Anyway, you know the story without having read it (which makes you smarter than me (and I'm pretty smart! I'm sure of it!)): the chips are way down and the Justice League are in their underwear (because it's both real poker and strip poker, I guess) and the poker table is on fire and a news report just came on the radio saying that Trump was still president. Things were looking bleak! How was the Justice League going to win this time?! But then a ray of hope: Wonder Woman appears! She'll save Aquaman and bring him back to Earth to save Earth while Batman saves Earth at the same time Mera saves Earth! But will we learn the secret of how The Flash survived the touch of the magic water?! I bet we will! I bet it will reveal the secret to saving Jim Gordon! And, I guess, the other billions of humans turned into aquatic monstrosities.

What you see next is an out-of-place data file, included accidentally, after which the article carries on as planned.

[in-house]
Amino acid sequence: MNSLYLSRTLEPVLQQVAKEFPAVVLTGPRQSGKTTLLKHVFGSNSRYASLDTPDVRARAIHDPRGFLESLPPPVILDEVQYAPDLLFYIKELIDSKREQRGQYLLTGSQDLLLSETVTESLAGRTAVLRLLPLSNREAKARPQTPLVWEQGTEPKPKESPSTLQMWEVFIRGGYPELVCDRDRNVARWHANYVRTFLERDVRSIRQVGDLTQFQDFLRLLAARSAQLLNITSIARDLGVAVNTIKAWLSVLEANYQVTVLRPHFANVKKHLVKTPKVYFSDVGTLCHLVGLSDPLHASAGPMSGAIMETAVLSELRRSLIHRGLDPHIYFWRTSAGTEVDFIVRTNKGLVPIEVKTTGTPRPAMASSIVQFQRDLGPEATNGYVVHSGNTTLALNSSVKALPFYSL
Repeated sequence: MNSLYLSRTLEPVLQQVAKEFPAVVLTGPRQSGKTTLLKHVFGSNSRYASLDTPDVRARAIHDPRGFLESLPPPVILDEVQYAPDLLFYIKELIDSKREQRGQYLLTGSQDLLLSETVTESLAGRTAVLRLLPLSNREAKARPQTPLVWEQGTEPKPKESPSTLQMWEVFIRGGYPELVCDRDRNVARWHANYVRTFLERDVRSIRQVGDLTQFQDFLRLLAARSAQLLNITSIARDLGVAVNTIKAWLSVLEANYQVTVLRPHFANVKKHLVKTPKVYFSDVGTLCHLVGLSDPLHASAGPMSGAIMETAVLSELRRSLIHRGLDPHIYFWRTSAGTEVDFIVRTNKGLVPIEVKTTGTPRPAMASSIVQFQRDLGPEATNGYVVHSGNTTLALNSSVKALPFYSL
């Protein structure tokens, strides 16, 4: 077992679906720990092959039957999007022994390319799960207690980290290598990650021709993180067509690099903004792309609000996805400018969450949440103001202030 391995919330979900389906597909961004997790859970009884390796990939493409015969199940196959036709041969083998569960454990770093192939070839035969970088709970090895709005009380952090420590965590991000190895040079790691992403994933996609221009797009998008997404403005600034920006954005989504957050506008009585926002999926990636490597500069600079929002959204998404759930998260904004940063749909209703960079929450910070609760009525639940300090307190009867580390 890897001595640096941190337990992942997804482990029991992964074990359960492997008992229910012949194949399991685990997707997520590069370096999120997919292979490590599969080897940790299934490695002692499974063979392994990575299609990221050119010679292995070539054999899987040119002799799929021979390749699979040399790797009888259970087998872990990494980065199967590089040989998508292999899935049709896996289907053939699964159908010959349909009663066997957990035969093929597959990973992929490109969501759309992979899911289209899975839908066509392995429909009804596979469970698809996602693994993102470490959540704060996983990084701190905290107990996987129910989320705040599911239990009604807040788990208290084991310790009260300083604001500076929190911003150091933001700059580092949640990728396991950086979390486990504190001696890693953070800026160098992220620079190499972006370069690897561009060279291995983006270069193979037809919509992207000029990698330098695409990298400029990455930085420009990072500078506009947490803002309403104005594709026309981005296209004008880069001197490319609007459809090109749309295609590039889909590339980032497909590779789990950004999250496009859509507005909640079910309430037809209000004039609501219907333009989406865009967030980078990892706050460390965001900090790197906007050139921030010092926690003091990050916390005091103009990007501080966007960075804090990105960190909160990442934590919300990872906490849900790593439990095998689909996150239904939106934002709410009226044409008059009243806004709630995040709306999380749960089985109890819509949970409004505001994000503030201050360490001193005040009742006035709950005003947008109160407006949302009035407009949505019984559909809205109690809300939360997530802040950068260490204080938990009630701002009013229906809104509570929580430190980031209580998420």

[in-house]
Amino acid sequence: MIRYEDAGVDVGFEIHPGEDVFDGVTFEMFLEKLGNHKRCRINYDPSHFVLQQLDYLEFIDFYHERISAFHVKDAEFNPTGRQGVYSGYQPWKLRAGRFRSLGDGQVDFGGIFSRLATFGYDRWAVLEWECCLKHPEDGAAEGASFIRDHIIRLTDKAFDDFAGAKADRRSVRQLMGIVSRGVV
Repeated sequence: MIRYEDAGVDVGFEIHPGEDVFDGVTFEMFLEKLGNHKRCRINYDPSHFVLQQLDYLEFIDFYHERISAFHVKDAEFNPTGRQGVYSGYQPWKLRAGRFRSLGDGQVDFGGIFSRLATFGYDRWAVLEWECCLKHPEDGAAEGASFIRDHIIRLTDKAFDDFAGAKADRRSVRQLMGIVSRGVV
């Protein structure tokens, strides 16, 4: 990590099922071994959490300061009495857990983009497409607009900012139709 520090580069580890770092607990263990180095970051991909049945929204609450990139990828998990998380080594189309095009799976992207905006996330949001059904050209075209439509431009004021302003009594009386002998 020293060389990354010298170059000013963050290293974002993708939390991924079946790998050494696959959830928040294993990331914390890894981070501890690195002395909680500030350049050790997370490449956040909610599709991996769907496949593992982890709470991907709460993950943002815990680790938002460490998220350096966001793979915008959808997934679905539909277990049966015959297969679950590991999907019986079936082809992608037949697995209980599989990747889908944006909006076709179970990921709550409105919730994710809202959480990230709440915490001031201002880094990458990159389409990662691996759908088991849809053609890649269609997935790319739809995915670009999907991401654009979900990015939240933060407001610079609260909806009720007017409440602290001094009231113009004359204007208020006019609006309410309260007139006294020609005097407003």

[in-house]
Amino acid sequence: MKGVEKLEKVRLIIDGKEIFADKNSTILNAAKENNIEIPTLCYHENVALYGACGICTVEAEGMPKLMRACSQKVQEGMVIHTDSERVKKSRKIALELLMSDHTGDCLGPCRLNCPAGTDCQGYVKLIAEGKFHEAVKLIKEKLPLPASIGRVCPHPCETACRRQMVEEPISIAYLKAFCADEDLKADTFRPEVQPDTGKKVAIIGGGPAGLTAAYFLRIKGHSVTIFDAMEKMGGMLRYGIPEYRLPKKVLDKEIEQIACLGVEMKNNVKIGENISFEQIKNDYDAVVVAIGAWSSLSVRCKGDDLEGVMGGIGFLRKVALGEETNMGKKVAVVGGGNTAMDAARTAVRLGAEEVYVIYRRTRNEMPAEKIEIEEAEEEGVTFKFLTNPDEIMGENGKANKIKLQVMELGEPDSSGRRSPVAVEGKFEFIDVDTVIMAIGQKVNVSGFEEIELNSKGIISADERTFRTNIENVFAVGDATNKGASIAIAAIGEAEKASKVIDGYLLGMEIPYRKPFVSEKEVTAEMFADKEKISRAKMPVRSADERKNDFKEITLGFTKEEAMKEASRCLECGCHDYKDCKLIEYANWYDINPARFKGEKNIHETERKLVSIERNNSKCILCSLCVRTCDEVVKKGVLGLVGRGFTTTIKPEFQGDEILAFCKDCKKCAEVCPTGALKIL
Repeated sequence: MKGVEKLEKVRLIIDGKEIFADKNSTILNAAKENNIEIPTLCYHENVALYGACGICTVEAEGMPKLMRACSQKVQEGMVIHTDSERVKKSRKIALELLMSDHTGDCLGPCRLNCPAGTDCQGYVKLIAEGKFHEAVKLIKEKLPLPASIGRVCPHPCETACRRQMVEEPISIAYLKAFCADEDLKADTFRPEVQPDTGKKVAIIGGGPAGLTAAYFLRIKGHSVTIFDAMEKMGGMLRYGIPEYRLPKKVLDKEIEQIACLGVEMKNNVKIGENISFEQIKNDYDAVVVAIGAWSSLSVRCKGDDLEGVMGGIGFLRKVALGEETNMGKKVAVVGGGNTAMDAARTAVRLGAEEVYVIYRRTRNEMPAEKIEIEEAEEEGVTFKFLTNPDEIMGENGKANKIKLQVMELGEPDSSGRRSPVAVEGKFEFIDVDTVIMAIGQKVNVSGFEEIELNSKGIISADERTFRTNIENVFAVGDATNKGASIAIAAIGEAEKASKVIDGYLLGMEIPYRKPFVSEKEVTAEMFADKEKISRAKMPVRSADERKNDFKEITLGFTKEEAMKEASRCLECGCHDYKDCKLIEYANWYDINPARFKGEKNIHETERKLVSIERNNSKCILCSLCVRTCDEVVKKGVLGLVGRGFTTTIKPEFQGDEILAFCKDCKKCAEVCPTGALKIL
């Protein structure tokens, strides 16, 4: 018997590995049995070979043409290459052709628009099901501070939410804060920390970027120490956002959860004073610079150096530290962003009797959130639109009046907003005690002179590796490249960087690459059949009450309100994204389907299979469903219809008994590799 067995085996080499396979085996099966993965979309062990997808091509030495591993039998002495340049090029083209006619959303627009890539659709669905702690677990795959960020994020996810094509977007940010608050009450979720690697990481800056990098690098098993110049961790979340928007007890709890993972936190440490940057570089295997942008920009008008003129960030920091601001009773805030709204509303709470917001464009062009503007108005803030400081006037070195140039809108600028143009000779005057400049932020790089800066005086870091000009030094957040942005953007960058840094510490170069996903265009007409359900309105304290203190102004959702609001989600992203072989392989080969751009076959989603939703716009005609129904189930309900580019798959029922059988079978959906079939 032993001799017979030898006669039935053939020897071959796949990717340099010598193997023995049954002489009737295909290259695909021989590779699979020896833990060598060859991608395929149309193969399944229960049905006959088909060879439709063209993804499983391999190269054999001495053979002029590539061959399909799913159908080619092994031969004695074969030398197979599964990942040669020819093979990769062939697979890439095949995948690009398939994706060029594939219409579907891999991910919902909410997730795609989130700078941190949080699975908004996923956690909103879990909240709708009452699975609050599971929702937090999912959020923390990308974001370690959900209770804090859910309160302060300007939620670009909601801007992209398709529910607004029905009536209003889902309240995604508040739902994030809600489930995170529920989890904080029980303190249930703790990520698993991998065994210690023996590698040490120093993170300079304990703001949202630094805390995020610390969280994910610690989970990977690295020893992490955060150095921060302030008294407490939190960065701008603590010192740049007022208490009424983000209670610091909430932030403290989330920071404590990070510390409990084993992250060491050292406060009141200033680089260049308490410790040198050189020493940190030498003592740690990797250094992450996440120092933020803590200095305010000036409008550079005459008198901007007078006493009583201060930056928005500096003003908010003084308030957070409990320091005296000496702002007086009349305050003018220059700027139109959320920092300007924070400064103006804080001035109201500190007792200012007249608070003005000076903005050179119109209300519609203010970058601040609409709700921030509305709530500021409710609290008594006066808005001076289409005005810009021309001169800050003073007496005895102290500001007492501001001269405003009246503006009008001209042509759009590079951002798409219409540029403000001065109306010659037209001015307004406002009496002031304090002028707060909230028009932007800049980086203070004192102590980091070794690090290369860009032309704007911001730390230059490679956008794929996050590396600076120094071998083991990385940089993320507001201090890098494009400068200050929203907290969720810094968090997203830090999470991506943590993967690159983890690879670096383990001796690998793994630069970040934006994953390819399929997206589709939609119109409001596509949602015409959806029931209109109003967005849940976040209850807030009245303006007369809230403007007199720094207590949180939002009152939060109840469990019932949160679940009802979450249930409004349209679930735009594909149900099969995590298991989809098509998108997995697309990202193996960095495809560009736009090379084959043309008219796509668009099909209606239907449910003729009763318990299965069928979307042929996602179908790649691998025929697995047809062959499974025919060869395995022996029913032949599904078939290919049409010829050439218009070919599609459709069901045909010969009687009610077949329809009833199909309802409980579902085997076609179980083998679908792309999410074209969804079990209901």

Grade: B. There's only one real reason to tell an Aquaman story in the DC Universe. And that's to scream, "Aquaman is more powerful than you fucking mocking fangenders realize! And the proof is in this story!"

See?! Black Manta just told us how powerful Aquaman is! And made a "speaks with fish" joke to boot! I mean, we'll probably never really see how powerful Aquaman is in the course of the story. Easier to just have somebody say, "Holy crap! Aquaman is so powerful!"